“We meet once a month and meetings usually last 2 hours, but beyond that there are other meetings about particular topics that also take a couple of hours each, every time.”
Evidently, sitting on the JA Malta Board is more than simply attending meetings – there is dedication from people who are passionate about the sector and are excited to leave their mark. Every country sets up their JA Board according to their statute, and JA Malta’s board decision was based on having specialists in different areas to make the Board 1) more diverse and dynamic, and 2) healthier.
The Board comprises the following people: Nicky Camilleri comes from a finance background and helps with internal accounts, future growth, and potential future funding. Niki Travers Tauss is an entrepreneur in his early 40s and an ex-Junior Achiever – he handles the JA Alumni, looking at opening new doors within the business community to bring in more fellow businesspeople and entrepreneurs. Dr. Kristina Rapa Manche is the legal advisor on the board, while Mark Drago is the governance advisor. Klaus Conrad is an expert in entrepreneurship education, while Matthew von Brockdorff is the longest serving board member who covers strategic thinking coupled with advice from previous boards. There is also Dr. Karl Briffa who is a past Chairperson, as well as David Xuereb, ex-President of the Chamber of Commerce, who is very strong on the ESG side, which is what JA Malta champions. Finally, Deputy Chairperson is Fabianne Ruggier, who is very strong on strategy and HR.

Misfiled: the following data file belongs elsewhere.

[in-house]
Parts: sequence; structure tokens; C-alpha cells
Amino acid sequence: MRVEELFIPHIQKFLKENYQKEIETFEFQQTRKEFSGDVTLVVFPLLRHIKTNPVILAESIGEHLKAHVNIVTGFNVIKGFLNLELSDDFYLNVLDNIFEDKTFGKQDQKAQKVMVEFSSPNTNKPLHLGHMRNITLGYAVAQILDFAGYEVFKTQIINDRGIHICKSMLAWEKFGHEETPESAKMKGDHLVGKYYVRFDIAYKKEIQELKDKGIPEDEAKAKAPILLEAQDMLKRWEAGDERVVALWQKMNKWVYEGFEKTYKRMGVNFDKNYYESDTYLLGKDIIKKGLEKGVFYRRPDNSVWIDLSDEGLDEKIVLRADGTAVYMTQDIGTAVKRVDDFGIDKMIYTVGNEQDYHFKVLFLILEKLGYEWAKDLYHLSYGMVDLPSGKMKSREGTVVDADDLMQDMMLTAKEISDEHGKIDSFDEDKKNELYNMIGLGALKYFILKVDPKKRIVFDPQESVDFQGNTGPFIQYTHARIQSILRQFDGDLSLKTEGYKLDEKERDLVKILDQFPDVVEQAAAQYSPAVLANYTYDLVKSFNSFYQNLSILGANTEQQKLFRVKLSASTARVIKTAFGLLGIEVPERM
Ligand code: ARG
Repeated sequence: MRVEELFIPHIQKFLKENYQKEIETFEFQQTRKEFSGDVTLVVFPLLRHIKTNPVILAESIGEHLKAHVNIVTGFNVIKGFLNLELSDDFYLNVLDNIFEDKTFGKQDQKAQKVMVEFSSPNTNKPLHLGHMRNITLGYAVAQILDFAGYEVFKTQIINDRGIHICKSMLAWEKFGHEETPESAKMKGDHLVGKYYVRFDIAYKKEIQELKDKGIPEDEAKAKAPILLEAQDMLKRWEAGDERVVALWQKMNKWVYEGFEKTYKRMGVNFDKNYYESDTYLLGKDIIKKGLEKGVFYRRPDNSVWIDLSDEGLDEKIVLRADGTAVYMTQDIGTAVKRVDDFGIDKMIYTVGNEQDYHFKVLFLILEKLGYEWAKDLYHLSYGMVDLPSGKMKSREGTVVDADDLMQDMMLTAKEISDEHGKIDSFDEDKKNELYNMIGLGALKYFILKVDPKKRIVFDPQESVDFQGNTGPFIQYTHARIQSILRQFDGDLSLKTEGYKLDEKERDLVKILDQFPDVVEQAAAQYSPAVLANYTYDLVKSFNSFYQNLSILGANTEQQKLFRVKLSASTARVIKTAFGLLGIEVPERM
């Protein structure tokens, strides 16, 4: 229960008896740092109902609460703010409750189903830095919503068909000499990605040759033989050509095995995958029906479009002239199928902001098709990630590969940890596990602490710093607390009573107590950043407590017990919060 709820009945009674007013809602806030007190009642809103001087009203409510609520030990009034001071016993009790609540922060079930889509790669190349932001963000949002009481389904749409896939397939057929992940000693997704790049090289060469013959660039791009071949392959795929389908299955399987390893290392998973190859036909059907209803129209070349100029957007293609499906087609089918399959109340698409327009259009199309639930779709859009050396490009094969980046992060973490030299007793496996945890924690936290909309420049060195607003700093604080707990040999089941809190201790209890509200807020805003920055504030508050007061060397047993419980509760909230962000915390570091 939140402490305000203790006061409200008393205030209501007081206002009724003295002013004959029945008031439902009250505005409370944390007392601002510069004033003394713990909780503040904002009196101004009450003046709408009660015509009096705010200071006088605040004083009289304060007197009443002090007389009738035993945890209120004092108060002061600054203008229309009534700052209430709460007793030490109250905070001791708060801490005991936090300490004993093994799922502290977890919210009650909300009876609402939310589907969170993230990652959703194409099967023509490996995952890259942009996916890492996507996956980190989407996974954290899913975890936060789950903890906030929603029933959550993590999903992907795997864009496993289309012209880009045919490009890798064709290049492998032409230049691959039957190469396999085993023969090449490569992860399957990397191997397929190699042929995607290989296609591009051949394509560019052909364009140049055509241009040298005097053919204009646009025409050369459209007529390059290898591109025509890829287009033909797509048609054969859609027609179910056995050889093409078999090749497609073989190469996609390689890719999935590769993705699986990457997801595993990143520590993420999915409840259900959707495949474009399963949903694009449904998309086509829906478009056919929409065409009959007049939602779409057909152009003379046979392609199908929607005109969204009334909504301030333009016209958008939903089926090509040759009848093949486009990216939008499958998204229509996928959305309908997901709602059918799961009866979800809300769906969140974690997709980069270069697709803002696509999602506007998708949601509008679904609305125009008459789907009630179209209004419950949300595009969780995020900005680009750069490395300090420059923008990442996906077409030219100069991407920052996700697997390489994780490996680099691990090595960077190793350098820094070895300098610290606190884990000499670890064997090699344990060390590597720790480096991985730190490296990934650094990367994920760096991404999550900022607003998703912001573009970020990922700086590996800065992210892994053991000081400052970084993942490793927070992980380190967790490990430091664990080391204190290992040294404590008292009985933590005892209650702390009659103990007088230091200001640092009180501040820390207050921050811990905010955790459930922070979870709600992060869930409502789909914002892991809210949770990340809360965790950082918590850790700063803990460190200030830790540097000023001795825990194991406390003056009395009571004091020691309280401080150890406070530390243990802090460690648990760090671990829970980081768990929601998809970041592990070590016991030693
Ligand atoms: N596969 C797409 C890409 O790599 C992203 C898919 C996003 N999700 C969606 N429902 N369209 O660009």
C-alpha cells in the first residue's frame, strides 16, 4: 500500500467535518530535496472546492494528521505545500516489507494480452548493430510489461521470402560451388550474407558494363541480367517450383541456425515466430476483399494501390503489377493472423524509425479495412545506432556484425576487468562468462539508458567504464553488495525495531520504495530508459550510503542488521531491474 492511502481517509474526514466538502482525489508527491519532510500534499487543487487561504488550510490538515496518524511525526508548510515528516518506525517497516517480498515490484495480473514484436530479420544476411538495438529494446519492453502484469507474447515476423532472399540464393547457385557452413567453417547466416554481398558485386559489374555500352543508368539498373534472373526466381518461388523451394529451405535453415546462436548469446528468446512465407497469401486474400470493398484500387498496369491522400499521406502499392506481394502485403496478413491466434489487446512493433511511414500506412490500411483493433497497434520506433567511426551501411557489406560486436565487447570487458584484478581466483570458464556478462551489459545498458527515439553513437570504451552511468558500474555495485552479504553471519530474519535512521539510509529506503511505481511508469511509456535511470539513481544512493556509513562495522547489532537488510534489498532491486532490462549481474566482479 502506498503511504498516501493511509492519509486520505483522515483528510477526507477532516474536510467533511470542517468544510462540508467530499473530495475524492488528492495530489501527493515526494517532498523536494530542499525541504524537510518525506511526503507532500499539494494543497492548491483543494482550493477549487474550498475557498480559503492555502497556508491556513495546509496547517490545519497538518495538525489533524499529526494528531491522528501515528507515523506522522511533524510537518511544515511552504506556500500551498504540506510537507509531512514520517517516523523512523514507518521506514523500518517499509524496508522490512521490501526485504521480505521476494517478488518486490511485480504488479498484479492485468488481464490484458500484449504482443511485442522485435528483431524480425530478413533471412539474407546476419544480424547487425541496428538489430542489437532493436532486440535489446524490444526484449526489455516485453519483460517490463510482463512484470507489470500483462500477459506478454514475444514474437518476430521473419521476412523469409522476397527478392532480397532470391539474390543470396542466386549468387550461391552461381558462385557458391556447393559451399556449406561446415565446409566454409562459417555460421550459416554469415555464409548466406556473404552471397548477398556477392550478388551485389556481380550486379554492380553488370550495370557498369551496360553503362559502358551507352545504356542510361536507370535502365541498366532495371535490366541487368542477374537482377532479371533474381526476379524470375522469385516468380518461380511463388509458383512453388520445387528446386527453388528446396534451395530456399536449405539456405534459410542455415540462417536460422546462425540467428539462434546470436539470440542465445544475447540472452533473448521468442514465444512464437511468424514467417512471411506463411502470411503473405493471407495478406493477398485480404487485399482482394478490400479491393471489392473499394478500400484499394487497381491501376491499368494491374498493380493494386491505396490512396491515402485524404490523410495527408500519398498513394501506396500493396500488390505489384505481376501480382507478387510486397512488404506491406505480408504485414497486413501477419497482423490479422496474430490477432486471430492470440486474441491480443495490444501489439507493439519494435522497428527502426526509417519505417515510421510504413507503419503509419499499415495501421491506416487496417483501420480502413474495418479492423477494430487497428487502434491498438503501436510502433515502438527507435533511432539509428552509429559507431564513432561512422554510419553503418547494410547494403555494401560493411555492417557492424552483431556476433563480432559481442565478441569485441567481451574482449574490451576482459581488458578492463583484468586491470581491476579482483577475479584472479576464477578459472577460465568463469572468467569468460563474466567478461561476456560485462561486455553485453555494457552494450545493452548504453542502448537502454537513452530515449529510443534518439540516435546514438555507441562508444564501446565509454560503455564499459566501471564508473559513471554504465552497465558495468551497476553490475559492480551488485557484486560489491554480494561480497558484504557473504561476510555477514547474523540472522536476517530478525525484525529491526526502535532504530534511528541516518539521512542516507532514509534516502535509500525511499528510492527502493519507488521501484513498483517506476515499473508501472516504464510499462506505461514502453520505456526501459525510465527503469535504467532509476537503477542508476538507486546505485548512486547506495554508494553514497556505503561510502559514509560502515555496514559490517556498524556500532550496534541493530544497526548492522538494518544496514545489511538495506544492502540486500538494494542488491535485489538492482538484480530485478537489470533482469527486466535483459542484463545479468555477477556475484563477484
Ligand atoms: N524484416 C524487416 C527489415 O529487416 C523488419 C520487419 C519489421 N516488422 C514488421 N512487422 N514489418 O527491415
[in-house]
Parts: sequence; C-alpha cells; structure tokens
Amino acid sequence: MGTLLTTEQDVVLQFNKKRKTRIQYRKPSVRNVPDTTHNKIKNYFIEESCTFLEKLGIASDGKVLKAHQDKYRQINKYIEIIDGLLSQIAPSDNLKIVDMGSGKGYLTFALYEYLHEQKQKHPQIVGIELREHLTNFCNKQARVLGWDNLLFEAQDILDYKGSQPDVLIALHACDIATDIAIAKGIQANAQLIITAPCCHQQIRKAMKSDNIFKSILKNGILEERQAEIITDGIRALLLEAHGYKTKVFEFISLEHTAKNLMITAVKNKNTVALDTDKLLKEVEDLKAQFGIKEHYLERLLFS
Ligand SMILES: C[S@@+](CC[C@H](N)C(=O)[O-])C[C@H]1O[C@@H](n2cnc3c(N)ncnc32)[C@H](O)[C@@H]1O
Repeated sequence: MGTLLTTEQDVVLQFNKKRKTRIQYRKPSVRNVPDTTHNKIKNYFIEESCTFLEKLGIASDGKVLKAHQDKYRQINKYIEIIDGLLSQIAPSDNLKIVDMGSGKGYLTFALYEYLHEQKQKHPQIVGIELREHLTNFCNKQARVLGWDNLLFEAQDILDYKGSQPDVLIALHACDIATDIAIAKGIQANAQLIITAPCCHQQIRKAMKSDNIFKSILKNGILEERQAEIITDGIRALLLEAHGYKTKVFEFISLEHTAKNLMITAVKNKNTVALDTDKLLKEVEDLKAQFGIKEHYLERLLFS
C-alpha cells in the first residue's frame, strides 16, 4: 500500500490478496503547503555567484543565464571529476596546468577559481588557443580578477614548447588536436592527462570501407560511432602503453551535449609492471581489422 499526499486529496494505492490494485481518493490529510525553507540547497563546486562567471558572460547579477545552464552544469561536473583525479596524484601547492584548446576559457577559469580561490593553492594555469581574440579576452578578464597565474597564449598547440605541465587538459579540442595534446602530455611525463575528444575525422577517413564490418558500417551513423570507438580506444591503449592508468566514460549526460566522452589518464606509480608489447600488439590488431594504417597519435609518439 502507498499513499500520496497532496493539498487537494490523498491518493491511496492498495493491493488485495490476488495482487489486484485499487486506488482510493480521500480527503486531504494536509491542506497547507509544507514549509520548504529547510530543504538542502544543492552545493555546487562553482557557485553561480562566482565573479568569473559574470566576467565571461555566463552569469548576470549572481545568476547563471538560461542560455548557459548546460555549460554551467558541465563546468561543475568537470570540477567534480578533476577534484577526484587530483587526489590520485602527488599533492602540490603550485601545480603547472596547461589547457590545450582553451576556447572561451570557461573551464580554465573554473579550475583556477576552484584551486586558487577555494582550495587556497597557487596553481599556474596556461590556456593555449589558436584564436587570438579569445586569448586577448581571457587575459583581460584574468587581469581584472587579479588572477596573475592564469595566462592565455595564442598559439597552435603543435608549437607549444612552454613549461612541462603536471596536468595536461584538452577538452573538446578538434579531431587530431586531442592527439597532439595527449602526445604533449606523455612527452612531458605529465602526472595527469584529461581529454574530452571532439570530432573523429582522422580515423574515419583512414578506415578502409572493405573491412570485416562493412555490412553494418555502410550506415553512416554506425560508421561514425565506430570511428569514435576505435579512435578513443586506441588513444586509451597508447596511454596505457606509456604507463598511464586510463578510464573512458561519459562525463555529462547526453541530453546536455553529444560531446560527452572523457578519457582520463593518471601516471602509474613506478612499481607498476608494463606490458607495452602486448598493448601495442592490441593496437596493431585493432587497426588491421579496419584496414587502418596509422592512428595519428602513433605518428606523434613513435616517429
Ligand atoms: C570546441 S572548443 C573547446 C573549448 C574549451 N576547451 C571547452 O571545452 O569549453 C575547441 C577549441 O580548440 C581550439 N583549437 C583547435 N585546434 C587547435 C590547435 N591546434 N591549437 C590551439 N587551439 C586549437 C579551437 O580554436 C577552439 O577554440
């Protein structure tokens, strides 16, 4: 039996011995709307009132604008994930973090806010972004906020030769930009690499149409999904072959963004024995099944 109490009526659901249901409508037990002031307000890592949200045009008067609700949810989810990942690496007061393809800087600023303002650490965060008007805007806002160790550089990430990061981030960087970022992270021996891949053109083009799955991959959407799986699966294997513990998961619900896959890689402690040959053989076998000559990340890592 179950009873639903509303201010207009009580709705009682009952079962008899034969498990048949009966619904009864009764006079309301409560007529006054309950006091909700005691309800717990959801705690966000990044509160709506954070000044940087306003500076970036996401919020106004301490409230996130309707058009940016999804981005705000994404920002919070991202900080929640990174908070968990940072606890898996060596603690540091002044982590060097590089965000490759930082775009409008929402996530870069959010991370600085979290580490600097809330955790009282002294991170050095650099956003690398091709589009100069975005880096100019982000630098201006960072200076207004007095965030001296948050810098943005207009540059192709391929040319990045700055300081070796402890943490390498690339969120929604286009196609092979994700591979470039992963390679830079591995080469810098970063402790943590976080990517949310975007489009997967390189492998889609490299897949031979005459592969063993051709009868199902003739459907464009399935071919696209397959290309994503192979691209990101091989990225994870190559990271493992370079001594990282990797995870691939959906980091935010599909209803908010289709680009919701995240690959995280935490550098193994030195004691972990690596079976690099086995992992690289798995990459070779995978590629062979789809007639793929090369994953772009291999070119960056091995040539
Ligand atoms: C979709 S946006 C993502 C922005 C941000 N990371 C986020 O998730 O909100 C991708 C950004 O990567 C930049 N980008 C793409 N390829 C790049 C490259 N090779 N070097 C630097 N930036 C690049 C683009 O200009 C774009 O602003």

“I think the most professional respect is to let everyone champion their areas, and I must say that it’s working,” says Chris.
As Chris explains, the long-term vision and strategy for JA Malta is paramount to him and the team. “Fabianne and I had joined the Board at the same time, in our respective roles, and I structured it in a way where the hierarchy was as flat as possible. We wanted to plan the way forward together based on the combined longevity of our roles; hence, the six-year strategy plan, understanding where we were and where we needed to get to.”
One of the actions taken was to restructure the board to make it suitable for all involved. There were people on the board who had been there for many years due to their love and respect for JA, such as past presidents and chairs, and many wanted to remain involved and continue to share their expertise. Therefore, because this is an invaluable resource of historical knowledge and legacy (some members were founders), the Advisory Board to the Chair was created.
The main reason behind this decision was continuity as Chris explains. “I could find myself in a situation where we would be discussing a JA event that we are due to host, for example, and I wouldn’t know what happened in the past and how best to tackle certain situations. With the Advisory Board set up, I can turn to them and ask for their guidance based on their actual experience.”